A lot of women are not taught that they can be CEOs, and that’s been another reason for me taking the job
“We needed to align the brand image with our [edit of products], so we relaunched brownsfashion.com with a fresh approach to editorial, social integration and functionality,” she says. The website now displays its entire range with an engaging, punchy tone of voice and high-quality, editorial-style imagery. It has worked: in less than three years Rogers has flipped the sales balance to 70% online and 30% in store.
The next big initiative was the opening of Browns East in Shoreditch, east London – the retailer’s first new store in 20 years. It was a departure for Rogers, who had spent much of her career advancing online retail over bricks and mortar.
“I said to José on our second or third meeting [before I’d accepted the job] that I wanted to open another store. I thought it was important and it would give a new life to Browns. And he said, ‘All right, let’s do it’.” Browns East opened in October 2017.
Rogers describes the 4,000 sq ft, two-storey space as the “Nomad project”: “It’s the 21st-century pop-up basically, but I just can’t stand that phrase,” she laughs. “Why can’t a shop be transient? Why can’t it be whatever we want? As long as you know intrinsically what Browns stands for, it can be anything, and anywhere, for any length of time. The whole idea of cookie-cutter retail spaces is very outdated.”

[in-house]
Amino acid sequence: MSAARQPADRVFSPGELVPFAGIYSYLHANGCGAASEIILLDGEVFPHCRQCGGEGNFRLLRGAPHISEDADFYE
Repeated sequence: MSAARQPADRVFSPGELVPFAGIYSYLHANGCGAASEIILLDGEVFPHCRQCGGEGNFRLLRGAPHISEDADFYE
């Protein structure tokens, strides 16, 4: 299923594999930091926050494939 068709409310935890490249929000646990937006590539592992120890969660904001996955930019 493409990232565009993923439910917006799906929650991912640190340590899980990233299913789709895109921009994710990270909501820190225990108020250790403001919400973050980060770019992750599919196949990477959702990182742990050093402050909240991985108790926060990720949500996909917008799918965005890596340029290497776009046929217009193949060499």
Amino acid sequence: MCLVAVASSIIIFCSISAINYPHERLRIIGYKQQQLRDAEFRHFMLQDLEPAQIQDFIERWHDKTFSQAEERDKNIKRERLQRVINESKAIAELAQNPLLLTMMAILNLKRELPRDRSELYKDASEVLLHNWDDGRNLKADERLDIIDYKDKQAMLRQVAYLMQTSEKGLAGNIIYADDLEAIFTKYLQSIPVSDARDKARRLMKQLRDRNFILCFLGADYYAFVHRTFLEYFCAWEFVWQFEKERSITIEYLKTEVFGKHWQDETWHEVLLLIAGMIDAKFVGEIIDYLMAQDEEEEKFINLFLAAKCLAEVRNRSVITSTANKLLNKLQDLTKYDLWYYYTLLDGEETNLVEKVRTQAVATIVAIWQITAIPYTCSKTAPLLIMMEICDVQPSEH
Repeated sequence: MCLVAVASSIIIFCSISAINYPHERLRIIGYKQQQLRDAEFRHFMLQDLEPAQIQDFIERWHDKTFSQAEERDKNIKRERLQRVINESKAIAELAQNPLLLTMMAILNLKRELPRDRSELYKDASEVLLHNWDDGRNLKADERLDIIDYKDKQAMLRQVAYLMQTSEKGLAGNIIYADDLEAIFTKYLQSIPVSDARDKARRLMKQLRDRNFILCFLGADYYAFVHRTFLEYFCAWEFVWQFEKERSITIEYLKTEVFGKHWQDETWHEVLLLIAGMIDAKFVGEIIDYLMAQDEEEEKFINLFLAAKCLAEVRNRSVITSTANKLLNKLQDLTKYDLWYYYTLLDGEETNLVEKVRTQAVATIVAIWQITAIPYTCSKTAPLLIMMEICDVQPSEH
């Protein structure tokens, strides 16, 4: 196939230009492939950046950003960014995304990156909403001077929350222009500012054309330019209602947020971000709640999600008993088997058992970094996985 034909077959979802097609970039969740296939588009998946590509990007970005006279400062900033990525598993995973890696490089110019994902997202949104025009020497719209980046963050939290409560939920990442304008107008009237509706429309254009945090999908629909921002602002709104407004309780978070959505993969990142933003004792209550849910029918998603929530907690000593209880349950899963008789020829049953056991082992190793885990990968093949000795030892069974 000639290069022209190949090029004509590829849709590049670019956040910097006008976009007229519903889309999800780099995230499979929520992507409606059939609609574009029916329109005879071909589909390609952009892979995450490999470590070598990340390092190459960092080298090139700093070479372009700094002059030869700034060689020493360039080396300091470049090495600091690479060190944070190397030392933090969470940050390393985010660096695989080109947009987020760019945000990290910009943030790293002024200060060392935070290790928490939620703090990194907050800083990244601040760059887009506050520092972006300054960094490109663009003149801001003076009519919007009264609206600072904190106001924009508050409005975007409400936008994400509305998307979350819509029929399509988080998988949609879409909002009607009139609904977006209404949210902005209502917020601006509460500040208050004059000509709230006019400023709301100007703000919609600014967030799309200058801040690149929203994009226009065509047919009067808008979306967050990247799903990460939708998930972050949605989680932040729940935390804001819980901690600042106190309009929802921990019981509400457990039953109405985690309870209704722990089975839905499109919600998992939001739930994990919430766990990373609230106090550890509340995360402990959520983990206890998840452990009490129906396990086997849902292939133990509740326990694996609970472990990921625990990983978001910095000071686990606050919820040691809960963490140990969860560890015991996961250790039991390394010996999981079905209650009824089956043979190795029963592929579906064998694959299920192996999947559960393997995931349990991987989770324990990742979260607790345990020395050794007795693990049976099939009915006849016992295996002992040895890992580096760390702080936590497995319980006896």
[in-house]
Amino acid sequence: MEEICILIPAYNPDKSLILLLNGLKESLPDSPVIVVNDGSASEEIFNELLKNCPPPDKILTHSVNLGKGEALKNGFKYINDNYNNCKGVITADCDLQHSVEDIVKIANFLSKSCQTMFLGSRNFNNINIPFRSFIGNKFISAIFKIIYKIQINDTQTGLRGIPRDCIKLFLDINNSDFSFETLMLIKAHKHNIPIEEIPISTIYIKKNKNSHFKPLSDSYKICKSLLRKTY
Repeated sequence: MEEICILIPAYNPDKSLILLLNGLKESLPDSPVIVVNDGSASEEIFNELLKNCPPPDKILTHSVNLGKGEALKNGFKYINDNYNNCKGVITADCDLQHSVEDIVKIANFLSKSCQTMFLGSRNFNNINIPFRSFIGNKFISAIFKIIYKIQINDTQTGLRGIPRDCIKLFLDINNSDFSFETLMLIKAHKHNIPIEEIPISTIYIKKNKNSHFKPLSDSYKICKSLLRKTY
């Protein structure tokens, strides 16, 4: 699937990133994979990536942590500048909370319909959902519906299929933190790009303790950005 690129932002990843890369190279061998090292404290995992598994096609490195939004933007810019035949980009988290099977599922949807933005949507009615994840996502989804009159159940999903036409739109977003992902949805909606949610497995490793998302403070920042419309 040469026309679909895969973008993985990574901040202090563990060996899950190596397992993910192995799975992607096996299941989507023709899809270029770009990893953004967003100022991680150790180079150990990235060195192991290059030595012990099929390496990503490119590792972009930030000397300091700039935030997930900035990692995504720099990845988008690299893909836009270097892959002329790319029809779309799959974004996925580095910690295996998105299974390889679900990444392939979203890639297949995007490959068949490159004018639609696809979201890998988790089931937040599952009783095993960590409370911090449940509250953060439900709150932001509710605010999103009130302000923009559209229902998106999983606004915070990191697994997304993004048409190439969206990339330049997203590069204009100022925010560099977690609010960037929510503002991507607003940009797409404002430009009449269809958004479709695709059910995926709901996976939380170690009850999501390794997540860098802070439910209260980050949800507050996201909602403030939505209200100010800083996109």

Created in partnership with design practice Brinkworth, the flexible space remodels itself every few weeks, and takes a gender-fluid approach to merchandising. With its in-store café, artworks (which are for sale) and “immersive experience room” for interactive activities and events, Browns East is tapping into demand for retail “experiences”.
Why can’t a shop be transient? Why can’t it be whatever we want?
Packed with integrated technology, lots of which was formed as part of Farfetch’s Store of the Future initiative unveiled in April 2017, it features interactive digital mirrors, RFID (radio-frequency identification) tags and mobile points of sale that enable staff to give a much more personal, intimate level of service. The “infinite shelf” concept gives staff access to Browns’ entire product inventory digitally from the store for 60-minute delivery direct from the warehouse.